Sale of vessels: protection against injurious pricing

On 30 June 2016 the Regulation (EU) 2016/1035 of the European Parliament and of the Council of 8 June 2016 on protection against injurious pricing of vessels was published in the Official Journal of the European Union. It consists in a codification of the Council Regulation (EC) No 385/96, following its substantial amendments.

Pursuant to the Regulation, an injurious pricing charge may be imposed on the builder of any injuriously priced vessel whose sale to a buyer other than a buyer of the country in which the vessel originates causes injury. A vessel is considered as being injuriously priced if the export price of the vessel sold is less than a comparable price for a like vessel, in the ordinary course of trade, when sold to a buyer of the exporting country.

The term ‘injury’ refers both to material injury and threat to material injury. In the first case, its assessment is based on positive evidence and involves an objective examination of: (i) the effect of the sale at less than normal value on prices in the Union market for like vessels; (ii) the impact of that sale on the Union industry. In the second case, the determination should be based on facts and not merely on allegation, conjecture or remote possibility, taking into account factors such as: (i) whether there is sufficient freely disposable capacity on the part of the shipbuilder or an imminent and substantial increase in such capacity indicating the likelihood of substantially increased sales at less than normal value, account being taken of the availability of other export markets to absorb any additional exports; (ii) whether vessels are being exported at prices that would, to a significant degree, depress prices or prevent price increases which otherwise would have occurred, and would probably increase demand for further purchases from other countries. None of these factors itself can give a decisive guidance, but the totality of the factors considered must be as such as to lead to the conclusion that further sales at less than normal value are imminent and that, unless protective action is taken, material injury will occur.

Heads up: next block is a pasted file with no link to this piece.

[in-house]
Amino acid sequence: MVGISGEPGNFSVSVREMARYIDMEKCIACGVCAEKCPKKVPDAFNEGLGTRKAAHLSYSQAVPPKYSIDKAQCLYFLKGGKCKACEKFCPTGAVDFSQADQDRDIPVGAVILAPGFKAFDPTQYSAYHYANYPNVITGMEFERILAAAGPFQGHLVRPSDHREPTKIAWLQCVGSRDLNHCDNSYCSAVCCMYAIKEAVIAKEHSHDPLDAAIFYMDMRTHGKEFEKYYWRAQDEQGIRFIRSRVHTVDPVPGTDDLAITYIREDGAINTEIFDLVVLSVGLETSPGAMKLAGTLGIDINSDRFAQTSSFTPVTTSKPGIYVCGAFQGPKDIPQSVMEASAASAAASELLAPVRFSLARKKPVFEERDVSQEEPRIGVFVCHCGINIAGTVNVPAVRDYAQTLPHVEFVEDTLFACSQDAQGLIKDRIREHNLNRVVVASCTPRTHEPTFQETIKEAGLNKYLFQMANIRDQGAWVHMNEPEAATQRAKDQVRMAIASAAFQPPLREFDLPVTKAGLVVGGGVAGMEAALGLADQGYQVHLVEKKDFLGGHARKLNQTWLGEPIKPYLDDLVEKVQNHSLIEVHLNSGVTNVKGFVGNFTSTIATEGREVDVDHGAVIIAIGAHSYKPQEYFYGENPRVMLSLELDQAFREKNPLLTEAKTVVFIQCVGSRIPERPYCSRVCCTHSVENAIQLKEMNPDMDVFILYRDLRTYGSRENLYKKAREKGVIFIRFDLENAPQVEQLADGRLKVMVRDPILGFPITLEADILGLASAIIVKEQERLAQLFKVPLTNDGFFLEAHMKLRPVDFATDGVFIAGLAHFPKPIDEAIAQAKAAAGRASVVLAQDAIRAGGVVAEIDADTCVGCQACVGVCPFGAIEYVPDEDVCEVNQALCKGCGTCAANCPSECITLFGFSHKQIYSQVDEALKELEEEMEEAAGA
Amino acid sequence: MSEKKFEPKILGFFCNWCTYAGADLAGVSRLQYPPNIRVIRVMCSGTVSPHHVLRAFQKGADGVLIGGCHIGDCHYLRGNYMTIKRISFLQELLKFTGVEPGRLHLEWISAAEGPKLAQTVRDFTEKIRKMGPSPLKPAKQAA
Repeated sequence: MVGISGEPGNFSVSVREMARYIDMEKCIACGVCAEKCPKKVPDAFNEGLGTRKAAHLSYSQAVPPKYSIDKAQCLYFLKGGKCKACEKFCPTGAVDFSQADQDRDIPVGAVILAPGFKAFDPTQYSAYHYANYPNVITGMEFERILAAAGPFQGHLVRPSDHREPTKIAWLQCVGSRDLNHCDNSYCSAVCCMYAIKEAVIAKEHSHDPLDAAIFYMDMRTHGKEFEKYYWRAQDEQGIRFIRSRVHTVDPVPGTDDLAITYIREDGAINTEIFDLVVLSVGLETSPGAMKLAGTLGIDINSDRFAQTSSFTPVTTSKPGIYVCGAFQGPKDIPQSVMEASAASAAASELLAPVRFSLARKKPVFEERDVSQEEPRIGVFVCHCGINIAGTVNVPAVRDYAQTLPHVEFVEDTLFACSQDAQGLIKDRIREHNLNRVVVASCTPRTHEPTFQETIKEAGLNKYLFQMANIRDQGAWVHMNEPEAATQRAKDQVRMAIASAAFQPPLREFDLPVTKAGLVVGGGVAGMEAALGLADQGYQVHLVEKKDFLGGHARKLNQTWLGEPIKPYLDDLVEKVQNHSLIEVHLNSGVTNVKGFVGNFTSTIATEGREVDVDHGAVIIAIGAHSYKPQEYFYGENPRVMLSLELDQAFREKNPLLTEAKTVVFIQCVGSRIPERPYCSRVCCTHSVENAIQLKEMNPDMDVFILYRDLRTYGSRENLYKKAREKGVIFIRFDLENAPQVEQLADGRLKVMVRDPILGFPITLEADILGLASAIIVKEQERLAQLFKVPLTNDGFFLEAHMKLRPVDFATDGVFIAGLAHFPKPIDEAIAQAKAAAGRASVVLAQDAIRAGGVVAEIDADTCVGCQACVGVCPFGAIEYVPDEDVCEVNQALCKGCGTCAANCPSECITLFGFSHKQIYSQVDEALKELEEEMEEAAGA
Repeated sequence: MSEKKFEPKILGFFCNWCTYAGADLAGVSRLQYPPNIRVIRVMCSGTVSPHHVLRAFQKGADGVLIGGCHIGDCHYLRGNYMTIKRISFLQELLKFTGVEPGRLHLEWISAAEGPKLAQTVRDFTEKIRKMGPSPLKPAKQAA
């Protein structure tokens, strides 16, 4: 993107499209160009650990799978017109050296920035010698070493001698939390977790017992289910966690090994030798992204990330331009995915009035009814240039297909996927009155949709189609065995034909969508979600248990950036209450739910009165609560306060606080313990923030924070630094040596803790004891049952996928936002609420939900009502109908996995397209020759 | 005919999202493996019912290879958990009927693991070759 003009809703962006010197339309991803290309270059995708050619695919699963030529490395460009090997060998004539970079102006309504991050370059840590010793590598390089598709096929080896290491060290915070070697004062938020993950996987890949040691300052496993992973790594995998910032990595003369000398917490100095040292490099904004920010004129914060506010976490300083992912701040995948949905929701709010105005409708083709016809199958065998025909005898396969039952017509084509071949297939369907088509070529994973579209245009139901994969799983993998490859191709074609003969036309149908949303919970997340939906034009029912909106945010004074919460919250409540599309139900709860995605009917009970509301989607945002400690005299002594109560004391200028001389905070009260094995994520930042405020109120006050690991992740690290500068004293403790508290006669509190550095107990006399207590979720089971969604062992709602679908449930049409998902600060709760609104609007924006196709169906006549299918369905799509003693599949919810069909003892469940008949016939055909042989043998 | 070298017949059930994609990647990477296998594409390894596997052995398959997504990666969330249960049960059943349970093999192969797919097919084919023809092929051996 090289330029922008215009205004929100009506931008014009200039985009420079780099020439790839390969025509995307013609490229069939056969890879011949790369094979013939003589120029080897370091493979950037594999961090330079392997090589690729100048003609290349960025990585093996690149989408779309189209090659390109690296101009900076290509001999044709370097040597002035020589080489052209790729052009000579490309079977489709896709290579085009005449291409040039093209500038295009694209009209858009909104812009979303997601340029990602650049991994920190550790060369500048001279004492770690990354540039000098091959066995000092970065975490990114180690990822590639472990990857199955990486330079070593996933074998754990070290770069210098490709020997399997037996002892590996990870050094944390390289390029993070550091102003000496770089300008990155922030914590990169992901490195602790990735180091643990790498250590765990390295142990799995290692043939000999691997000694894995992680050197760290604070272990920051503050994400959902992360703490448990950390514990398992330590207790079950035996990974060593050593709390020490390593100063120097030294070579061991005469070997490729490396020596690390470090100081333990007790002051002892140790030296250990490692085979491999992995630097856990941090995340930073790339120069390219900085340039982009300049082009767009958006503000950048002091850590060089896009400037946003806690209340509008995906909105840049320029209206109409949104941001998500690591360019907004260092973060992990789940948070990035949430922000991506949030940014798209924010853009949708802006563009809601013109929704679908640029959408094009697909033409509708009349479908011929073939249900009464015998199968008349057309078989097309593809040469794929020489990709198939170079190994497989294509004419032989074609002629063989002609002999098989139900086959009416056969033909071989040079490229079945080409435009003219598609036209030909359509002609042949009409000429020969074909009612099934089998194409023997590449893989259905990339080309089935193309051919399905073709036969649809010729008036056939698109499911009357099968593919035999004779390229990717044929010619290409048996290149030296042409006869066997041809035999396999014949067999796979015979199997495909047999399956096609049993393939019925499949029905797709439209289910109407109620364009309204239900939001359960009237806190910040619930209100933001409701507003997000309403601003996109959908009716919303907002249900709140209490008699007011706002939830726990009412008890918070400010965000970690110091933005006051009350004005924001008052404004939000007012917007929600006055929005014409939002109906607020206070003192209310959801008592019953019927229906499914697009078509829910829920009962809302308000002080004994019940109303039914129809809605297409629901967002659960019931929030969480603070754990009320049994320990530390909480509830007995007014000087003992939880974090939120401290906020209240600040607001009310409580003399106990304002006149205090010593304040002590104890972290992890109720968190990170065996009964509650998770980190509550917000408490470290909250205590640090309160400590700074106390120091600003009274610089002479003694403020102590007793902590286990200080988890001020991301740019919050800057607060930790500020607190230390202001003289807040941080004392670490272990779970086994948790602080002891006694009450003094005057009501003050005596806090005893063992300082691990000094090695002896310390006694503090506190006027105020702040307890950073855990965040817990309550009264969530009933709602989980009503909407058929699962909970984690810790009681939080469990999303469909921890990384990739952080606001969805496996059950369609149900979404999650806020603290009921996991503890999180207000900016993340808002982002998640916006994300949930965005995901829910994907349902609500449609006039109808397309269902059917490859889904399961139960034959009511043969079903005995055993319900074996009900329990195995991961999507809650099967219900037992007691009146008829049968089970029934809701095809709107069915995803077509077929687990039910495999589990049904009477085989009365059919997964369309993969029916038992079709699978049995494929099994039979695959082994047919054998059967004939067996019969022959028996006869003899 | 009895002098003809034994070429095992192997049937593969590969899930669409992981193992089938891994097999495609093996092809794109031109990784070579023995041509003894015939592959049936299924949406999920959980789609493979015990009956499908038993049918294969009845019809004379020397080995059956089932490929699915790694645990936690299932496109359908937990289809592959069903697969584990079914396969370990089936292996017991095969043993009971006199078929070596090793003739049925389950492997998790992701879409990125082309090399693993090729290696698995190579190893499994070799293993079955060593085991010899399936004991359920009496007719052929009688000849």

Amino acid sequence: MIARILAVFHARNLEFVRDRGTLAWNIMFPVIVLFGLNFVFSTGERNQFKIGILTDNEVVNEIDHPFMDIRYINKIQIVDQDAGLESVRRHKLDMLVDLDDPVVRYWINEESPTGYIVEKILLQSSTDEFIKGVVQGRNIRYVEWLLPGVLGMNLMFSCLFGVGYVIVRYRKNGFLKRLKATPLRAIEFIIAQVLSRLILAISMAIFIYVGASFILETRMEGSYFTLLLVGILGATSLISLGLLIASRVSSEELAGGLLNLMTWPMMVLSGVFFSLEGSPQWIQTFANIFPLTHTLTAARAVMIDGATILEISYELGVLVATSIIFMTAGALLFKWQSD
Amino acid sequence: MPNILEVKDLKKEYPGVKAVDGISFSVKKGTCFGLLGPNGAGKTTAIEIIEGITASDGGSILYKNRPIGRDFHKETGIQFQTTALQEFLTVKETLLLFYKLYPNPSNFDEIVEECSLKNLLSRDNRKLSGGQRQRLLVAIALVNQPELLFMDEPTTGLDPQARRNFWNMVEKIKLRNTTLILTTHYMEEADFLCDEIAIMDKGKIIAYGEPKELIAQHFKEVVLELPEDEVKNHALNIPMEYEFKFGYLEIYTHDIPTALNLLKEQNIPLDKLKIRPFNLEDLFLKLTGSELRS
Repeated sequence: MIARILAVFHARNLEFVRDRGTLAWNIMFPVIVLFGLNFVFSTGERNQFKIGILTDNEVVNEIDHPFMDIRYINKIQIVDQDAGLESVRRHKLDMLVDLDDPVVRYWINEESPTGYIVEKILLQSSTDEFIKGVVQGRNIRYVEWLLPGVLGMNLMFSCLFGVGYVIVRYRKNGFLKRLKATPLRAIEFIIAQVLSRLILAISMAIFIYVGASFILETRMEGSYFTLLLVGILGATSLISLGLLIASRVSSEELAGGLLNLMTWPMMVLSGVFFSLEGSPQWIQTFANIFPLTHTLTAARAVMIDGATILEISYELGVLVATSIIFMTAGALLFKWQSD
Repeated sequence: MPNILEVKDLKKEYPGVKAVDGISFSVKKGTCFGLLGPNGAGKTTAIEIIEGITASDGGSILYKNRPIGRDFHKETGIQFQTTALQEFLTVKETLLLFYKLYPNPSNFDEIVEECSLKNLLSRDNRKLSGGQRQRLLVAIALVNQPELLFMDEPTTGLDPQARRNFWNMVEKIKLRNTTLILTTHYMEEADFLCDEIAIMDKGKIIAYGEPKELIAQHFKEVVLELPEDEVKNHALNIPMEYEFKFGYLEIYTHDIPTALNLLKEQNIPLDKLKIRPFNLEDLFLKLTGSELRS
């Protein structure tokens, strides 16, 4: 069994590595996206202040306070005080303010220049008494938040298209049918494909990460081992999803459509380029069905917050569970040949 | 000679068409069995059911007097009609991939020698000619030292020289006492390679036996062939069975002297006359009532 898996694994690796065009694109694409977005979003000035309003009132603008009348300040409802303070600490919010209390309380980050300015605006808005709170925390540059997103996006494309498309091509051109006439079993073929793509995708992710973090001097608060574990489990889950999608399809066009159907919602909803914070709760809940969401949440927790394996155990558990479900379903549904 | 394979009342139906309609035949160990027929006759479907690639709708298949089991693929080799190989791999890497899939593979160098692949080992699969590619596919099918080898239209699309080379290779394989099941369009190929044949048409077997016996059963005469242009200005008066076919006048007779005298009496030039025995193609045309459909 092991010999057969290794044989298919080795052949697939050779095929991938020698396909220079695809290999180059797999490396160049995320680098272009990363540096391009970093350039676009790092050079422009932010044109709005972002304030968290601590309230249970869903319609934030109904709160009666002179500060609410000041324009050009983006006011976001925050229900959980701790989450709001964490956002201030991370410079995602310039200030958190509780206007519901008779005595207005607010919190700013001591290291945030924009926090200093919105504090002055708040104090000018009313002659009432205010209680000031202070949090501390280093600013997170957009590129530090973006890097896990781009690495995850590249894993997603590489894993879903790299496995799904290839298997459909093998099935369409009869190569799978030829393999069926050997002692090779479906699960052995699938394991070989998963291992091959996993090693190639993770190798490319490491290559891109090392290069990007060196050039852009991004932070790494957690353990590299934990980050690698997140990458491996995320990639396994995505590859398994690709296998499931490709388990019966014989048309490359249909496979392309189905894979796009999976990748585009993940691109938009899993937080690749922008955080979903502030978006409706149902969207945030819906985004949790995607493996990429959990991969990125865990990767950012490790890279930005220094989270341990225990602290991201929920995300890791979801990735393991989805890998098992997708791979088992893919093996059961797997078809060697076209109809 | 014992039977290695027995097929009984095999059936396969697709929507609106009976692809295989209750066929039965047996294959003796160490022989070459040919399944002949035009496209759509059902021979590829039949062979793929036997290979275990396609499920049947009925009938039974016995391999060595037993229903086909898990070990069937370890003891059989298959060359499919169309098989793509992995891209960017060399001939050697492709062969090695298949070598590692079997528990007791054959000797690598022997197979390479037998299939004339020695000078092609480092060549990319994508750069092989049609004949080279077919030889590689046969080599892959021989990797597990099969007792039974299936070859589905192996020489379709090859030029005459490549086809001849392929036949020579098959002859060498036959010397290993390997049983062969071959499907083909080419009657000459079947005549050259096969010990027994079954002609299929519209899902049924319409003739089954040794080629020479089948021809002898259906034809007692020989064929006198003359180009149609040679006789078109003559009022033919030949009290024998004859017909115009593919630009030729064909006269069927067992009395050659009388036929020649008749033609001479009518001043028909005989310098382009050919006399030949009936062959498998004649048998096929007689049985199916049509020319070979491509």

In order to initiate an investigation to determine the existence, degree and effect of any alleged injurious pricing, any natural or legal person, or any association not having legal personality, acting on behalf of the Union industry, has to file a written complaint with the Commission or a Member State, which will then forward it to the Commission.

It should be noted that the sale of a vessel may be subject to an investigation by the Union only when the buyer of the vessel is established in the Union, and provided the ship is not a military vessel.